Lawsuit filed by the North Carolina A. Philip Randolph Institute and Action NC challenging a North Carolina law that imposes criminal penalties on residents who vote while on parole, probation or post-release supervision for a felony conviction — even if those individuals mistakenly believe or were told that they are eligible to vote. Under North Carolina’s felony disenfranchisement scheme, individuals with prior felony convictions can only be re-enfranchised upon the completion of their entire sentence following incarceration, including parole, probation, post-release supervision and payment of all legal fees and fines. The plaintiffs argue that the challenged law — which was originally enacted in 1877 and subsequently amended in 1899 — was passed with the specific intent to “suppress the Black vote and reinstate white control throughout the state.” The plaintiffs allege that the law imposes criminal liability even if an individual “was not aware that he was ineligible to vote due to his criminal conviction,” meaning that those with prior felony convictions who inadvertently or unknowingly vote in contravention of the law are still subject to criminal penalties. Additionally, the complaint underscores that “[d]espite the law’s racist roots, the General Assembly has never amended the key features of the” law — which disproportionately impact Black individuals — since 1899.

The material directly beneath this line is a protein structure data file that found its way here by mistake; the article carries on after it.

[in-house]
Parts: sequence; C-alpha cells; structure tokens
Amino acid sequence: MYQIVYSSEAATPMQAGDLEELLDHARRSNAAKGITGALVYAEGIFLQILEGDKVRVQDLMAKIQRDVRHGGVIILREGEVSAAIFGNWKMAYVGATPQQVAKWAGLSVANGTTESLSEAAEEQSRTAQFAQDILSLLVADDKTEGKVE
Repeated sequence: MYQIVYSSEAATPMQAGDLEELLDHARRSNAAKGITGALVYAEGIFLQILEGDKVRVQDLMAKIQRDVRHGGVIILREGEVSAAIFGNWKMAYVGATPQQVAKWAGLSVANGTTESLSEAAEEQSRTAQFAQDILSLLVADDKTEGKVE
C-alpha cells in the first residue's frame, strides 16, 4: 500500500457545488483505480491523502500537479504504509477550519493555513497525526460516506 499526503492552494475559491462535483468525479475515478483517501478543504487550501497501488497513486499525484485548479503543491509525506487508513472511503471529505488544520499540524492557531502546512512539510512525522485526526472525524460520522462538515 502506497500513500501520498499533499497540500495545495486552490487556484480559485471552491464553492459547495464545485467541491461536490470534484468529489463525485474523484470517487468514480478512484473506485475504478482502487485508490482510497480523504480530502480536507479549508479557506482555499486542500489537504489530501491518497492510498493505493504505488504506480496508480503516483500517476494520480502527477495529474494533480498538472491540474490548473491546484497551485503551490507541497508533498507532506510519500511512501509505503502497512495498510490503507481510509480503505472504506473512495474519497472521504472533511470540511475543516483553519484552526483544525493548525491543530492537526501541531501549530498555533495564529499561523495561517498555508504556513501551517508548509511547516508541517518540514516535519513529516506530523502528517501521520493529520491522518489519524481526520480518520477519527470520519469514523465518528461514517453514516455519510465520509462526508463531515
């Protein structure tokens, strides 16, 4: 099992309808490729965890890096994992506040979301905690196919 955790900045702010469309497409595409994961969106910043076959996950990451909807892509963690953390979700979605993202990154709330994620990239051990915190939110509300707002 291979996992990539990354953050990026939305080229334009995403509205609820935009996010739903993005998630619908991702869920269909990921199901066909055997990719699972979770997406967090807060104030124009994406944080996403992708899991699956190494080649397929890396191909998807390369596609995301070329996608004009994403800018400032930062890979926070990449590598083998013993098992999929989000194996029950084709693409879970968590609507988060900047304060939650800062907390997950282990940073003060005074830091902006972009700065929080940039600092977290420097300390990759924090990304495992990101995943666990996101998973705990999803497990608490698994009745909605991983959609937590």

The plaintiffs add that North Carolina lacks adequate “procedures for notifying individuals with felony convictions that they are ineligible to vote,” thus causing confusion about eligibility status and increasing the likelihood of mistakenly voting in violation of the law. Furthermore, the plaintiffs assert that the vagueness of the law — “coupled with the recent prosecutions under this law” — have caused “eligible individuals with criminal convictions to refrain from voting, for fear of unintentionally violating the law and triggering criminal charges.” The plaintiffs ask the court to block the law for being unconstitutionally vague and intentionally discriminatory towards Black North Carolinians in violation of the Due Process and Equal Protection Clauses of the 14 Amendment. On Jan. 15, 2021, the court denied the plaintiffs’ motion for a preliminary injunction. Litigation is ongoing.